In rejecting plaintiff’s claim that the “conduct” test, which focuses on the situs of the fraud (in contrast to the effects test which is concerned with its impact) justified U.S. jurisdiction, the court concluded that “it appears that a United Kingdom company, overseen by executives and directors operating abroad, with common shares traded in London and Frankfurt exchanges, devised and implemented a scheme to artificially inflate the Company’s share price, allegedly to the damage of a United Kingdom plaintiffs. Vodafone’s conduct in the United States was incidental, and was limited to a pair of presentations by defendant Arun Sarin in New York … .”
While filing reports with the SEC may, in some instances, support subject matter jurisdiction since plaintiff relied on the conduct test, the question is the location of the fraud. Here, that is primarily in Europe and thus does not support subject matter jurisdiction.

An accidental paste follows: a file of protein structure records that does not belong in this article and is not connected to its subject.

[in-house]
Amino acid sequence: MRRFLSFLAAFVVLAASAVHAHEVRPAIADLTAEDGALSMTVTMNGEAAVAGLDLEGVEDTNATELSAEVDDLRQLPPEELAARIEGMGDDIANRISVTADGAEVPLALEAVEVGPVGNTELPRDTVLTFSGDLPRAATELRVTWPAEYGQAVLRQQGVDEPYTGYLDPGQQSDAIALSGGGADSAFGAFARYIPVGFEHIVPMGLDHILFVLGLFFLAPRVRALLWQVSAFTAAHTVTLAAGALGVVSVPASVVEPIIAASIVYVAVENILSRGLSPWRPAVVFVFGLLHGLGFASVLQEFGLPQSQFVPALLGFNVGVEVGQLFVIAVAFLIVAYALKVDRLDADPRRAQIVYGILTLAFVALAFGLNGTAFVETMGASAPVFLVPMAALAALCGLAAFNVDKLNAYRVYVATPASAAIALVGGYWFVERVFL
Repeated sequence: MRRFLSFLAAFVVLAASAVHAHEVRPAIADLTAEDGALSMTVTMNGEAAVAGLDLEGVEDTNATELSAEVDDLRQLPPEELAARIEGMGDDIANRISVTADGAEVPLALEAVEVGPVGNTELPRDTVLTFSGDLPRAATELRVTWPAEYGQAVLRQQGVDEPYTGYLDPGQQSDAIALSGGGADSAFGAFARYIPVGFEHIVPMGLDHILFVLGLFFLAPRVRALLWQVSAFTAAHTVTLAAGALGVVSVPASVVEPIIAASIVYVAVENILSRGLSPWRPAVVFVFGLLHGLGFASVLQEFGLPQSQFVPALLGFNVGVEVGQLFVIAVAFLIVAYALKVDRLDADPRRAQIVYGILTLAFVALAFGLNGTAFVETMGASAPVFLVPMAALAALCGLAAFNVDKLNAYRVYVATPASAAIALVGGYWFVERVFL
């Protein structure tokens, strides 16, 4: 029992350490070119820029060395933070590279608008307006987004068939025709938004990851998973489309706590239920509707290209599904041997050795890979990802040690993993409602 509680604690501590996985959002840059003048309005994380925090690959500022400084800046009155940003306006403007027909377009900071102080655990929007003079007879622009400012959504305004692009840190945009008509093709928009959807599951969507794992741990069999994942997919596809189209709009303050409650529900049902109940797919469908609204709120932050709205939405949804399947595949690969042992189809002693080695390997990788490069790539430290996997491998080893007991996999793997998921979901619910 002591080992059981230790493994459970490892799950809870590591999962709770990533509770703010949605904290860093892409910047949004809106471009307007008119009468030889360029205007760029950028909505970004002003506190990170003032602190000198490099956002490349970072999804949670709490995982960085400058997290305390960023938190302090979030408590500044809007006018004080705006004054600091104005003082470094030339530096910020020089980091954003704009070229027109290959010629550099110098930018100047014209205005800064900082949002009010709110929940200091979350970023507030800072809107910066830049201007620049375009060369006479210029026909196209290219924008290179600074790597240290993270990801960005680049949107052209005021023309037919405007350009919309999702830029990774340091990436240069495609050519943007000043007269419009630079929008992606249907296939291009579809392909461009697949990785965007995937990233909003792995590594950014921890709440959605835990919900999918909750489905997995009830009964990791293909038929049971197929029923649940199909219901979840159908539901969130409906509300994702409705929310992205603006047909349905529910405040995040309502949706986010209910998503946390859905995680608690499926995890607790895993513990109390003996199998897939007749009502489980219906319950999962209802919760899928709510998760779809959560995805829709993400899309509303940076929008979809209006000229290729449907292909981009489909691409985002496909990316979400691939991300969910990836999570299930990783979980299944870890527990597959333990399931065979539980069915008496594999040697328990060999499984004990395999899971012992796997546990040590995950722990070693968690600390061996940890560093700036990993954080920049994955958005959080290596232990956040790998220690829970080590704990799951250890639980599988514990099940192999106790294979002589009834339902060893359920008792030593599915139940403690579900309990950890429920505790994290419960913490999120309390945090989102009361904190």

PSLRA pleading requirements: The Ninth Circuit ruled on three significant PSLRA pleading issues in affirming the dismissal of a securities fraud suit. The claims centered on assertions that representations in a merger agreement asserting that the books and records of the company were in compliance with applicable requirements. In fact, there were FCPA violations. The three issues are use of the collective pleading doctrine, the impact of SOX certifications in pleading scienter and the use of allegations from DOJ/SEC settlement documents in the underlying FCPA cases. Glazer Capital Management, LP v. Sergio Magistri, No. CV -04-02181 (9th Cir. Nov. 26, 2008). The case is discussed in detail here.
After concluding that plaintiffs had adequately pled falsity as required by the PSLRA, the Court turned to the question of scienter. First, the court considered whether plaintiff is required to plead scienter as to the individual defendant or could rely on a “collective scienter” theory. Finding that the circuits are split on this question, the Court concluded that while in limited circumstances the collective approach may be utilized, here it rejected its application.